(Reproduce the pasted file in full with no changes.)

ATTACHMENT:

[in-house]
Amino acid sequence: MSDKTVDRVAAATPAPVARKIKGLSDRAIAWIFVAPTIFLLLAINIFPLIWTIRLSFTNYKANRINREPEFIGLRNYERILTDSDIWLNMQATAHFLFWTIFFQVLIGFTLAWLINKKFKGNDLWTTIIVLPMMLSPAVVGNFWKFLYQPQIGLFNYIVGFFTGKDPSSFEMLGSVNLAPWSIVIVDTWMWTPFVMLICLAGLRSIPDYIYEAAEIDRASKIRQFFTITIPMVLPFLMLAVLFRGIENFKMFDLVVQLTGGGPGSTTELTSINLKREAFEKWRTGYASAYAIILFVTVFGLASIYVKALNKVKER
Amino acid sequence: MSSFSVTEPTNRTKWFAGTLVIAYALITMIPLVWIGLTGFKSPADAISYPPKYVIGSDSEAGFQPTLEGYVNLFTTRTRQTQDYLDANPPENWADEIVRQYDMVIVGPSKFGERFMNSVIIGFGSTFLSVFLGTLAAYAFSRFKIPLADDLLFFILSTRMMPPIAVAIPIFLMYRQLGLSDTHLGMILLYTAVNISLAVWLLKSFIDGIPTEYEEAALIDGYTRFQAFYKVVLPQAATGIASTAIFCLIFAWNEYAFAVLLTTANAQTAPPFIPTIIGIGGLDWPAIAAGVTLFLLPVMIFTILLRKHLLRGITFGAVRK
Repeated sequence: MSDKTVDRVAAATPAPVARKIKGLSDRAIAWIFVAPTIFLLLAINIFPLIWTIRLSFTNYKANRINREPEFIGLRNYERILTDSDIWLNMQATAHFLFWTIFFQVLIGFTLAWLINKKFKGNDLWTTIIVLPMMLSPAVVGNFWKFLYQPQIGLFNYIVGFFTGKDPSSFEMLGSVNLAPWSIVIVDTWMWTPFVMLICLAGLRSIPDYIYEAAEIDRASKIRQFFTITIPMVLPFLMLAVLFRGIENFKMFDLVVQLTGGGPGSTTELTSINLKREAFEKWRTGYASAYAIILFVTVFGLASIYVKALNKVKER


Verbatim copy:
[in-house]
Amino acid sequence: MSDKTVDRVAAATPAPVARKIKGLSDRAIAWIFVAPTIFLLLAINIFPLIWTIRLSFTNYKANRINREPEFIGLRNYERILTDSDIWLNMQATAHFLFWTIFFQVLIGFTLAWLINKKFKGNDLWTTIIVLPMMLSPAVVGNFWKFLYQPQIGLFNYIVGFFTGKDPSSFEMLGSVNLAPWSIVIVDTWMWTPFVMLICLAGLRSIPDYIYEAAEIDRASKIRQFFTITIPMVLPFLMLAVLFRGIENFKMFDLVVQLTGGGPGSTTELTSINLKREAFEKWRTGYASAYAIILFVTVFGLASIYVKALNKVKER
Amino acid sequence: MSSFSVTEPTNRTKWFAGTLVIAYALITMIPLVWIGLTGFKSPADAISYPPKYVIGSDSEAGFQPTLEGYVNLFTTRTRQTQDYLDANPPENWADEIVRQYDMVIVGPSKFGERFMNSVIIGFGSTFLSVFLGTLAAYAFSRFKIPLADDLLFFILSTRMMPPIAVAIPIFLMYRQLGLSDTHLGMILLYTAVNISLAVWLLKSFIDGIPTEYEEAALIDGYTRFQAFYKVVLPQAATGIASTAIFCLIFAWNEYAFAVLLTTANAQTAPPFIPTIIGIGGLDWPAIAAGVTLFLLPVMIFTILLRKHLLRGITFGAVRK
Repeated sequence: MSDKTVDRVAAATPAPVARKIKGLSDRAIAWIFVAPTIFLLLAINIFPLIWTIRLSFTNYKANRINREPEFIGLRNYERILTDSDIWLNMQATAHFLFWTIFFQVLIGFTLAWLINKKFKGNDLWTTIIVLPMMLSPAVVGNFWKFLYQPQIGLFNYIVGFFTGKDPSSFEMLGSVNLAPWSIVIVDTWMWTPFVMLICLAGLRSIPDYIYEAAEIDRASKIRQFFTITIPMVLPFLMLAVLFRGIENFKMFDLVVQLTGGGPGSTTELTSINLKREAFEKWRTGYASAYAIILFVTVFGLASIYVKALNKVKER